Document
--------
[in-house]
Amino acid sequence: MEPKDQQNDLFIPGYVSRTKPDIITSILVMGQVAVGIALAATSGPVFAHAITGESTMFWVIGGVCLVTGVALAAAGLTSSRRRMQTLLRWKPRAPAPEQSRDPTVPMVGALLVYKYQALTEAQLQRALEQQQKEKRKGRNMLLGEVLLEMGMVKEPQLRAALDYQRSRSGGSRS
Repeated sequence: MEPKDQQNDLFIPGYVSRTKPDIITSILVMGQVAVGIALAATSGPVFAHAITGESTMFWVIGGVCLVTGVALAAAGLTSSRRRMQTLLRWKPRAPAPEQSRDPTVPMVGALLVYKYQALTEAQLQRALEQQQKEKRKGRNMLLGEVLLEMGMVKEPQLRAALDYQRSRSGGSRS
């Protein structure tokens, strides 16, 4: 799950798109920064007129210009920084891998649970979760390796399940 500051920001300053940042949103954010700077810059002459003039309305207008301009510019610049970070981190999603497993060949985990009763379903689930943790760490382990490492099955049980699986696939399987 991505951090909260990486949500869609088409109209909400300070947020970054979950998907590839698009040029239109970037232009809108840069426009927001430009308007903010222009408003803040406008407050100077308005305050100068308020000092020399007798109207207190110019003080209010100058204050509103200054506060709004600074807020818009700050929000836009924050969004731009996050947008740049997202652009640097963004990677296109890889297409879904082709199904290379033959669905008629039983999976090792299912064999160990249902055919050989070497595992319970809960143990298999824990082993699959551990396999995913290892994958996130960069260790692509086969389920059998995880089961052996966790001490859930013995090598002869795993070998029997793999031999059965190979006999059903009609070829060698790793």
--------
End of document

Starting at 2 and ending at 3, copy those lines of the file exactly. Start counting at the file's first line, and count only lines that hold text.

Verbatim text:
Amino acid sequence: MEPKDQQNDLFIPGYVSRTKPDIITSILVMGQVAVGIALAATSGPVFAHAITGESTMFWVIGGVCLVTGVALAAAGLTSSRRRMQTLLRWKPRAPAPEQSRDPTVPMVGALLVYKYQALTEAQLQRALEQQQKEKRKGRNMLLGEVLLEMGMVKEPQLRAALDYQRSRSGGSRS
Repeated sequence: MEPKDQQNDLFIPGYVSRTKPDIITSILVMGQVAVGIALAATSGPVFAHAITGESTMFWVIGGVCLVTGVALAAAGLTSSRRRMQTLLRWKPRAPAPEQSRDPTVPMVGALLVYKYQALTEAQLQRALEQQQKEKRKGRNMLLGEVLLEMGMVKEPQLRAALDYQRSRSGGSRS